Kenny Burrell: Well, these are guys that I work with a lot. The drummer, Sherman Ferguson-I’ve been working with him for over twenty years now. (Pianist) Tom Ranier and I have a long association together. A lot of these musicians don’t travel outside of Southern California that often and that’s why they may not be as well known. Herman Riley, of course, is one of the great saxophone players. And Gerald Wiggins, we just think of him as an institution around here, he’s been playing so well for so long.
I don’t pick the musicians I work with based on their names, or things like that. I choose who I work with based on their musicianship and if they share a common goal of making the music work. These are really great musicians and I’m pleased with what they brought to the recording.
JazzReview: As you mentioned, there are four vocal numbers on the current album. You’ve been adding vocals to a few tracks on your last few CDs. Tell us about how that has come about.
Kenny Burrell: Well, singing is something that I’ve always done, ever since I was a teenager. I’ve always loved it. I find that words add another dimension to songs, give them more meaning. You know, I’ve been busy as a guitar player, that’s what I’ve been expected to do, that’s what I’ve done. But I’ve always sung a couple of songs in my performances, just threw them in.
Around 1960, I was offered a chance to record a vocal album for a major record label, and I was happy to have that opportunity. The problem was that the A&R people there had more of a pop-oriented thing in mind than I did. So we tried a compromise, but the way it worked out it wasn’t great for them, it wasn’t great for me. It left a bad taste in my mouth. I decided that if I couldn’t do what I wanted to do, then I didn’t want to do it. And if the opportunity ever came again, I would have to be in control of the situation.
A few years ago I had a commission to write an extended work for the Boy’s Choir of Harlem, in which I wrote all the music and words. In the piece, there was one part where I sang with the Choir. Concord released a recording of it and--to me and to the company--it was a success. John Burk, the Vice President of Concord, was very encouraging. He told me, "Kenny, you know, we like your artistry, your composing, your singing ." With that in mind, I thought I’d take a chance on singing. So I sang one song on my next album, and I got a nice reward for it. The song was something I wrote for Ella Fitzgerald called "Dear Ella," and Dee Dee Bridgewater went on to record it and it won a Grammy. So I sang another four songs on my last album, and of course, there are four on this one as well.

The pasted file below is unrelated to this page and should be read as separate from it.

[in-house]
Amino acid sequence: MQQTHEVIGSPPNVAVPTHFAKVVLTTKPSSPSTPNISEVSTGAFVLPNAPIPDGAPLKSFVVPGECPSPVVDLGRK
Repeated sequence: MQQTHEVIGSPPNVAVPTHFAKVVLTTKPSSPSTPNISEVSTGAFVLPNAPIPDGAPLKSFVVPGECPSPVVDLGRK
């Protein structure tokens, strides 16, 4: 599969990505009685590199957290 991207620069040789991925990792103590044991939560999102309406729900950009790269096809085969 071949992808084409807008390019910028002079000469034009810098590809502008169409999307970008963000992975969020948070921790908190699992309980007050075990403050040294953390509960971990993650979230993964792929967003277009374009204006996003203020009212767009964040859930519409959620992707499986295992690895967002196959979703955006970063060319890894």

JazzReview: One last thing I’d like to touch on is the Ellington class and the Jazz program at UCLA. Did the program grow out of the class, or how did it develop? Maybe you could just give us a little overview of what you’re doing there.
Kenny Burrell: Well, I started teaching here 25 years ago. I started my course "Ellingtonia," which was the first regular course on Duke Ellington in the United States, and I still teach it. The Jazz program isn’t a result of that exactly, but when UCLA decided six years ago that they wanted to start the program, they contacted me to help set it up. There was the connection there from the Ellington course, and they knew that I could help them with my reputation in the jazz world and the music business. We have a great faculty. And it’s not just me who says that; to quote Herbie Hancock, "UCLA has the best jazz faculty in the country."